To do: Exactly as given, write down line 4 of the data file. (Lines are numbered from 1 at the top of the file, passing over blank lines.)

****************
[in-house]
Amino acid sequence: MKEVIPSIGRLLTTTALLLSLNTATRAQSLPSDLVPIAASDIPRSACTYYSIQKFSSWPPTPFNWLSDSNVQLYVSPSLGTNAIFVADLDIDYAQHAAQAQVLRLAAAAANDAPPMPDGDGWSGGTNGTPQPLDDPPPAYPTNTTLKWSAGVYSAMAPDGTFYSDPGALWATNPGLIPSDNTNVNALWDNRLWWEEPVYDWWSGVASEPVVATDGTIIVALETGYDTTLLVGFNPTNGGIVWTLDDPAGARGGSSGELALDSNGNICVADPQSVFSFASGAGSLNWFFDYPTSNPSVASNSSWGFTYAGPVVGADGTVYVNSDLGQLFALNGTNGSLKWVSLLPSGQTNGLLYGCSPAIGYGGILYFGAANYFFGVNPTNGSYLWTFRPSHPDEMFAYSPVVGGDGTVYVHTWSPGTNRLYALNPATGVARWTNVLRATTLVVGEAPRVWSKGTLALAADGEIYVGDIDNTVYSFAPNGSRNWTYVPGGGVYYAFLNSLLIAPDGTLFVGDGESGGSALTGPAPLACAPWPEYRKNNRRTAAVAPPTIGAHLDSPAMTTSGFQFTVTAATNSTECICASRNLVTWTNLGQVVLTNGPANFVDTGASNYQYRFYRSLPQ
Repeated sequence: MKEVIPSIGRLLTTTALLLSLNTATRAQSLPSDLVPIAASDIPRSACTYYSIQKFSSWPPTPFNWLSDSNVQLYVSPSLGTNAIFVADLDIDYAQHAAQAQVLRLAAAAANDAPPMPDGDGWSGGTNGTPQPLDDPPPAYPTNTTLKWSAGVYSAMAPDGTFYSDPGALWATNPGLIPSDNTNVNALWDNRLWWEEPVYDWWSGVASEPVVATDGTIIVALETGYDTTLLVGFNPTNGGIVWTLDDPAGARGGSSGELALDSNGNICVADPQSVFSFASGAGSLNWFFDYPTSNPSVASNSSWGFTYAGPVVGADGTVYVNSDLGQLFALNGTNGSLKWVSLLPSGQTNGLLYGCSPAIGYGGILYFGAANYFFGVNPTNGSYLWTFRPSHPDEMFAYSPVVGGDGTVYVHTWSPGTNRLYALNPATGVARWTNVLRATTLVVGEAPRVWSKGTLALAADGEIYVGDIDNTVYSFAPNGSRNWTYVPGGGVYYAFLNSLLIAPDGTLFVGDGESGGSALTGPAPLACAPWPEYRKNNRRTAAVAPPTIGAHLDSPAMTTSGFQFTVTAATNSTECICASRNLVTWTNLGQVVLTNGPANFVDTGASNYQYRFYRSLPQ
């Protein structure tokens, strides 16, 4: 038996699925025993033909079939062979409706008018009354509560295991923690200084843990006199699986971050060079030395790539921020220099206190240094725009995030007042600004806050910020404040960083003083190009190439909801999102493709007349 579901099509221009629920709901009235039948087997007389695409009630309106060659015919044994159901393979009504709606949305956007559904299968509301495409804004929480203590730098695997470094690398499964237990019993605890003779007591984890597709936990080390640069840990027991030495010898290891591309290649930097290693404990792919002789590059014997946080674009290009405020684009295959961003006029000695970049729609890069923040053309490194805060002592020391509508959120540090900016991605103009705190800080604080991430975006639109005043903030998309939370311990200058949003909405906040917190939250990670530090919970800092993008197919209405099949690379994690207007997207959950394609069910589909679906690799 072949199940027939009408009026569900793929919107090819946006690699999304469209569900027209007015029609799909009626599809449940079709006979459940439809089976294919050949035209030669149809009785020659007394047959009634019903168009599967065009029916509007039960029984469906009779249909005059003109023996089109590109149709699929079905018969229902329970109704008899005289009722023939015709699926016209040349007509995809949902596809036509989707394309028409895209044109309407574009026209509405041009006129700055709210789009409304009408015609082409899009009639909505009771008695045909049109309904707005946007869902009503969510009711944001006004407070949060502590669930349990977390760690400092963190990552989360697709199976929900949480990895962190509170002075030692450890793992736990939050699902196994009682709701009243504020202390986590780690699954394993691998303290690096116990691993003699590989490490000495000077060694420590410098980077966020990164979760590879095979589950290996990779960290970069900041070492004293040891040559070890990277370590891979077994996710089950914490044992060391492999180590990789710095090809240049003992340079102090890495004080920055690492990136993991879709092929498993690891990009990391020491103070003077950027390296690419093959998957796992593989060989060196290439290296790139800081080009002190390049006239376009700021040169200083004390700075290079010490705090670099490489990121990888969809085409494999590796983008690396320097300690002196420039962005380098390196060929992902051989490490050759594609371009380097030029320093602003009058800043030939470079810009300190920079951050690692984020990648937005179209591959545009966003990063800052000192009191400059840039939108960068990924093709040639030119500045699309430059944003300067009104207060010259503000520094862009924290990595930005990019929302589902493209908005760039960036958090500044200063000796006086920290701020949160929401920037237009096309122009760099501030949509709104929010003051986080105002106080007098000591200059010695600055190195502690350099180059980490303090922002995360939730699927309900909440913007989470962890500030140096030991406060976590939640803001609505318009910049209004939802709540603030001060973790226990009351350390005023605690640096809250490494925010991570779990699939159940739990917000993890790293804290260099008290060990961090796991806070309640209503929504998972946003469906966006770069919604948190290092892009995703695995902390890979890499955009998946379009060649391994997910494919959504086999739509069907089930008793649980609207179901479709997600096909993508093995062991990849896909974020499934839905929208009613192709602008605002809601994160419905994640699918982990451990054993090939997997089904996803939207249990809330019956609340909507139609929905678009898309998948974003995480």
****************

């Protein structure tokens, strides 16, 4: 038996699925025993033909079939062979409706008018009354509560295991923690200084843990006199699986971050060079030395790539921020220099206190240094725009995030007042600004806050910020404040960083003083190009190439909801999102493709007349 579901099509221009629920709901009235039948087997007389695409009630309106060659015919044994159901393979009504709606949305956007559904299968509301495409804004929480203590730098695997470094690398499964237990019993605890003779007591984890597709936990080390640069840990027991030495010898290891591309290649930097290693404990792919002789590059014997946080674009290009405020684009295959961003006029000695970049729609890069923040053309490194805060002592020391509508959120540090900016991605103009705190800080604080991430975006639109005043903030998309939370311990200058949003909405906040917190939250990670530090919970800092993008197919209405099949690379994690207007997207959950394609069910589909679906690799 072949199940027939009408009026569900793929919107090819946006690699999304469209569900027209007015029609799909009626599809449940079709006979459940439809089976294919050949035209030669149809009785020659007394047959009634019903168009599967065009029916509007039960029984469906009779249909005059003109023996089109590109149709699929079905018969229902329970109704008899005289009722023939015709699926016209040349007509995809949902596809036509989707394309028409895209044109309407574009026209509405041009006129700055709210789009409304009408015609082409899009009639909505009771008695045909049109309904707005946007869902009503969510009711944001006004407070949060502590669930349990977390760690400092963190990552989360697709199976929900949480990895962190509170002075030692450890793992736990939050699902196994009682709701009243504020202390986590780690699954394993691998303290690096116990691993003699590989490490000495000077060694420590410098980077966020990164979760590879095979589950290996990779960290970069900041070492004293040891040559070890990277370590891979077994996710089950914490044992060391492999180590990789710095090809240049003992340079102090890495004080920055690492990136993991879709092929498993690891990009990391020491103070003077950027390296690419093959998957796992593989060989060196290439290296790139800081080009002190390049006239376009700021040169200083004390700075290079010490705090670099490489990121990888969809085409494999590796983008690396320097300690002196420039962005380098390196060929992902051989490490050759594609371009380097030029320093602003009058800043030939470079810009300190920079951050690692984020990648937005179209591959545009966003990063800052000192009191400059840039939108960068990924093709040639030119500045699309430059944003300067009104207060010259503000520094862009924290990595930005990019929302589902493209908005760039960036958090500044200063000796006086920290701020949160929401920037237009096309122009760099501030949509709104929010003051986080105002106080007098000591200059010695600055190195502690350099180059980490303090922002995360939730699927309900909440913007989470962890500030140096030991406060976590939640803001609505318009910049209004939802709540603030001060973790226990009351350390005023605690640096809250490494925010991570779990699939159940739990917000993890790293804290260099008290060990961090796991806070309640209503929504998972946003469906966006770069919604948190290092892009995703695995902390890979890499955009998946379009060649391994997910494919959504086999739509069907089930008793649980609207179901479709997600096909993508093995062991990849896909974020499934839905929208009613192709602008605002809601994160419905994640699918982990451990054993090939997997089904996803939207249990809330019956609340909507139609929905678009898309998948974003995480």